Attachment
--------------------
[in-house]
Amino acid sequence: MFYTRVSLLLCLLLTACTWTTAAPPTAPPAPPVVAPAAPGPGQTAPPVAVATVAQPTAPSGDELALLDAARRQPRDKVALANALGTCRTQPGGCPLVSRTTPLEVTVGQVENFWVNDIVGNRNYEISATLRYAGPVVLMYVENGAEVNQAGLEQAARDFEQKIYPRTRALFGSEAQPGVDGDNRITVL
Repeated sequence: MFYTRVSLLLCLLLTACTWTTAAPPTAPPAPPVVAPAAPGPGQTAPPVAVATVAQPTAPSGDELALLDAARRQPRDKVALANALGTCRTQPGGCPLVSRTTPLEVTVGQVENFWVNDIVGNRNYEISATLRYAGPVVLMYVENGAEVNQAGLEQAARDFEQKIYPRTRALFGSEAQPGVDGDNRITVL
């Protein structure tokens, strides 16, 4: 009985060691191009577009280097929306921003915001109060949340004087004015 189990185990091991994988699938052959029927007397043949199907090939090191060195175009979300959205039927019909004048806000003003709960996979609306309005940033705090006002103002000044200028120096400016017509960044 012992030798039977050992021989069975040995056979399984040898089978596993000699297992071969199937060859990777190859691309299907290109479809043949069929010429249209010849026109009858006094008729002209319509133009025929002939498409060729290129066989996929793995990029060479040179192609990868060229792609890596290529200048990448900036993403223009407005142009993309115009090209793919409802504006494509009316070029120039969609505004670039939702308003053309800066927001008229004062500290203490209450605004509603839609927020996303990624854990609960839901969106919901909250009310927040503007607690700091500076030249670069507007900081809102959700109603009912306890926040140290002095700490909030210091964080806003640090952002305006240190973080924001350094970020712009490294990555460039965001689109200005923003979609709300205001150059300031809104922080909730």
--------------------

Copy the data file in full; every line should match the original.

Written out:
[in-house]
Amino acid sequence: MFYTRVSLLLCLLLTACTWTTAAPPTAPPAPPVVAPAAPGPGQTAPPVAVATVAQPTAPSGDELALLDAARRQPRDKVALANALGTCRTQPGGCPLVSRTTPLEVTVGQVENFWVNDIVGNRNYEISATLRYAGPVVLMYVENGAEVNQAGLEQAARDFEQKIYPRTRALFGSEAQPGVDGDNRITVL
Repeated sequence: MFYTRVSLLLCLLLTACTWTTAAPPTAPPAPPVVAPAAPGPGQTAPPVAVATVAQPTAPSGDELALLDAARRQPRDKVALANALGTCRTQPGGCPLVSRTTPLEVTVGQVENFWVNDIVGNRNYEISATLRYAGPVVLMYVENGAEVNQAGLEQAARDFEQKIYPRTRALFGSEAQPGVDGDNRITVL
């Protein structure tokens, strides 16, 4: 009985060691191009577009280097929306921003915001109060949340004087004015 189990185990091991994988699938052959029927007397043949199907090939090191060195175009979300959205039927019909004048806000003003709960996979609306309005940033705090006002103002000044200028120096400016017509960044 012992030798039977050992021989069975040995056979399984040898089978596993000699297992071969199937060859990777190859691309299907290109479809043949069929010429249209010849026109009858006094008729002209319509133009025929002939498409060729290129066989996929793995990029060479040179192609990868060229792609890596290529200048990448900036993403223009407005142009993309115009090209793919409802504006494509009316070029120039969609505004670039939702308003053309800066927001008229004062500290203490209450605004509603839609927020996303990624854990609960839901969106919901909250009310927040503007607690700091500076030249670069507007900081809102959700109603009912306890926040140290002095700490909030210091964080806003640090952002305006240190973080924001350094970020712009490294990555460039965001689109200005923003979609709300205001150059300031809104922080909730």